On the picturesque beaches of the northern German island of Rügen, along the Baltic Sea, sits an empty 20,000-person resort. The buildings stretch nearly three miles down the coast, with all 10,000 rooms facing the beautiful bay just 500 feet from the water’s edge. Yet, no one ever used the rooms, movie theater or planned swimming pools.
Prora, known by locals as The Colossus, was built from 1936-1939 as part of the Nazi program of “Strength Through Joy.” The plan was to house workers in eight identical six-story buildings, feed them catered meals in scheduled seatings, and prepare them through propaganda and social activities to do their part in Hitler’s plan for Germany. It was also one of the largest architectural projects of the time, with 9,000 workers. The design, done in a Bauhaus style, won a Grand Prix award at the 1937 Paris World Exposition.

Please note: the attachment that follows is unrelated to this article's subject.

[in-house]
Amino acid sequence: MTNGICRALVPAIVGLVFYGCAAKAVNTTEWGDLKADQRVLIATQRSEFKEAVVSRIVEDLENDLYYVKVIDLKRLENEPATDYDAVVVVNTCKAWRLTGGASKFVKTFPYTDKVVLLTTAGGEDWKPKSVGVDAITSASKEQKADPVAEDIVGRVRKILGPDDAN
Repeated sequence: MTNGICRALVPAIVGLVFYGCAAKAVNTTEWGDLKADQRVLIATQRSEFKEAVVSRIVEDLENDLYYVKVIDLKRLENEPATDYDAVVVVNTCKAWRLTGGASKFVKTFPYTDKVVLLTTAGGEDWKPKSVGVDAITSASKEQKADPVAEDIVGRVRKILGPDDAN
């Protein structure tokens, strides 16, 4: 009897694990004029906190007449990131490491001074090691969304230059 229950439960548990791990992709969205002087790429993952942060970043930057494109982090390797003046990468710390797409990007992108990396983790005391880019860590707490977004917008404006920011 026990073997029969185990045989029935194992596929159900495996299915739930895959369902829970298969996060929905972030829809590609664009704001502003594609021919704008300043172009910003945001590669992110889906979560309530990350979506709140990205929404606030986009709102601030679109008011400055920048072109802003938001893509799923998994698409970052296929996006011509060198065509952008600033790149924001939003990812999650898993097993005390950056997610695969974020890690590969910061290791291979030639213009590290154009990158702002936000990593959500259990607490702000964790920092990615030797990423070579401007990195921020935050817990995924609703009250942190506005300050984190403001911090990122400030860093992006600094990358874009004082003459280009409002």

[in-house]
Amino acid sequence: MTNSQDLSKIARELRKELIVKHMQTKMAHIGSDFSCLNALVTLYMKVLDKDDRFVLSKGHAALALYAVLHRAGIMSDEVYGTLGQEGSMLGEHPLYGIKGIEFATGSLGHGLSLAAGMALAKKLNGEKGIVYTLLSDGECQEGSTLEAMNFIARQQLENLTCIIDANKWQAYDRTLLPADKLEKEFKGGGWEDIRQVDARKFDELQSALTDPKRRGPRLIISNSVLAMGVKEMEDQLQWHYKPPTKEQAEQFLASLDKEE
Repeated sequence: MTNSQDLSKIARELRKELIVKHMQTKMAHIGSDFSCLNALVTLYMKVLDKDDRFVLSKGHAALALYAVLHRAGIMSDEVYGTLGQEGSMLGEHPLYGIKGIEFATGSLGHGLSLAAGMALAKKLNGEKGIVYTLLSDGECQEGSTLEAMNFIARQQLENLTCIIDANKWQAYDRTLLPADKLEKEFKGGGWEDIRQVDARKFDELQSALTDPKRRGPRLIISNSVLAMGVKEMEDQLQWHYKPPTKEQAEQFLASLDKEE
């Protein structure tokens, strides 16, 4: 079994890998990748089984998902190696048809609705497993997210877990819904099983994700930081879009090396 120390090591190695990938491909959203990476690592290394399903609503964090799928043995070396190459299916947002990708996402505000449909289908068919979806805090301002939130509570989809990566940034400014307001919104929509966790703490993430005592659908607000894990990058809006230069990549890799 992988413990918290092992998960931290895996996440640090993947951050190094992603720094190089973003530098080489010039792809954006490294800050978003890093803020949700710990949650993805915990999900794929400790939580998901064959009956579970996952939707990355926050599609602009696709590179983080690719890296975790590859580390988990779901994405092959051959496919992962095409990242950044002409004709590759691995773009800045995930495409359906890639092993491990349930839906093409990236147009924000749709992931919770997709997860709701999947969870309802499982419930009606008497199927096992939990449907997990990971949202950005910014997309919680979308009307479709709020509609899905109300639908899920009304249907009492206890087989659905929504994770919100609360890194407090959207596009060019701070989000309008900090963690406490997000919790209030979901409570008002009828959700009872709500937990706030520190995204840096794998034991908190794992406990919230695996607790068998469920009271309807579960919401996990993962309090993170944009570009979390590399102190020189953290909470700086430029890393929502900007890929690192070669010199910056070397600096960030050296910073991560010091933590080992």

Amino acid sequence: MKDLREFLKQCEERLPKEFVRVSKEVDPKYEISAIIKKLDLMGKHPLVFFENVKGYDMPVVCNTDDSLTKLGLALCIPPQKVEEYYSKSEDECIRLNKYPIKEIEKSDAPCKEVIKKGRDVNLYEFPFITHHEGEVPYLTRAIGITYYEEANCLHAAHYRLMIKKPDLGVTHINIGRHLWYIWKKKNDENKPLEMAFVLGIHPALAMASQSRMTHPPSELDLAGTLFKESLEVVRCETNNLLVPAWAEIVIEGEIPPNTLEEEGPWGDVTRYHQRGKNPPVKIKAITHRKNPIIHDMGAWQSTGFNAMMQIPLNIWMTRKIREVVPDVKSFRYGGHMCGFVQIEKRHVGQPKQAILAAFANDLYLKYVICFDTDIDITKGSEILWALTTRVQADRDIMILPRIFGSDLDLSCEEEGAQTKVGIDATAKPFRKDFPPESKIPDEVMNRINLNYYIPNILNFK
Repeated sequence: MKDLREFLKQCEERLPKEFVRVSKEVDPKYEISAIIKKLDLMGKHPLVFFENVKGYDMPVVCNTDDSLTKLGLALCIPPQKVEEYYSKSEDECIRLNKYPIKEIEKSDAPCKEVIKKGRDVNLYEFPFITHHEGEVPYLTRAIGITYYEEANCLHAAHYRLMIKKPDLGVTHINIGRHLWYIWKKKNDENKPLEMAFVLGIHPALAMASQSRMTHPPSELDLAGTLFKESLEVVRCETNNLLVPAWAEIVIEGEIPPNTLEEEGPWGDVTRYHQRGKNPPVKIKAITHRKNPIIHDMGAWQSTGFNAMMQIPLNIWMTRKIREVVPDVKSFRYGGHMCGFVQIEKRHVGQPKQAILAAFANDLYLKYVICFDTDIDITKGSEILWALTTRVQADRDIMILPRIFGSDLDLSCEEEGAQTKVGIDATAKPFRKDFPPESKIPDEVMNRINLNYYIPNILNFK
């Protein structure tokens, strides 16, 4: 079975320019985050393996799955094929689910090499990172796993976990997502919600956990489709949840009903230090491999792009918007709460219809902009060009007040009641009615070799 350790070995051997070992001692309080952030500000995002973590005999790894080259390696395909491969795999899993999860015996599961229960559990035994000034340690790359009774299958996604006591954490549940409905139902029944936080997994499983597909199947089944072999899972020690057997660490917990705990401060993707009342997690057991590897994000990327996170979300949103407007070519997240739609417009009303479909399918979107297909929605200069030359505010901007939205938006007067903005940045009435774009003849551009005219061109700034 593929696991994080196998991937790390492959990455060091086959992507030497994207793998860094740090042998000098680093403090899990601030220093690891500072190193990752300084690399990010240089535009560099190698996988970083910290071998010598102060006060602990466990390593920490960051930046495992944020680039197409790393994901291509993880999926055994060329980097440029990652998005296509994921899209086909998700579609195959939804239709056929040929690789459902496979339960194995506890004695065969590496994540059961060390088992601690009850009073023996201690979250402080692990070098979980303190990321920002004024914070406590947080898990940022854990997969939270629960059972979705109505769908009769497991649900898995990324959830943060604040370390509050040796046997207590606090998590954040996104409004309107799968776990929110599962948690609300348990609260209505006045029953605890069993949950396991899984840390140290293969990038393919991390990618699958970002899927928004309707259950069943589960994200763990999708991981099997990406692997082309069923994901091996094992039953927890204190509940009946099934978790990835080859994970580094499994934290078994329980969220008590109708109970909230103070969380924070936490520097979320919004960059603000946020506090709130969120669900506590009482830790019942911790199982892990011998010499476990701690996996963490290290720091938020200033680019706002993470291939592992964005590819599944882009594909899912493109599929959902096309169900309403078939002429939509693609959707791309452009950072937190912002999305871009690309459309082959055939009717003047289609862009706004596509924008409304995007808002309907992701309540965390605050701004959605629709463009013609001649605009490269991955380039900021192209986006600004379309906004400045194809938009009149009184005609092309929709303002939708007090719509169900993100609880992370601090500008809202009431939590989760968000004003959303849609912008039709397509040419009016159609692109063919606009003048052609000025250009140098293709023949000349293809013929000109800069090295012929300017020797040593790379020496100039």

But the Nazi resort plans never came to fruition. The outbreak of World War II meant the project was never finished as construction workers headed to the weapons factories instead.
But finally, some plans are moving forward to turn some of the buildings into luxury apartments and vacation rentals.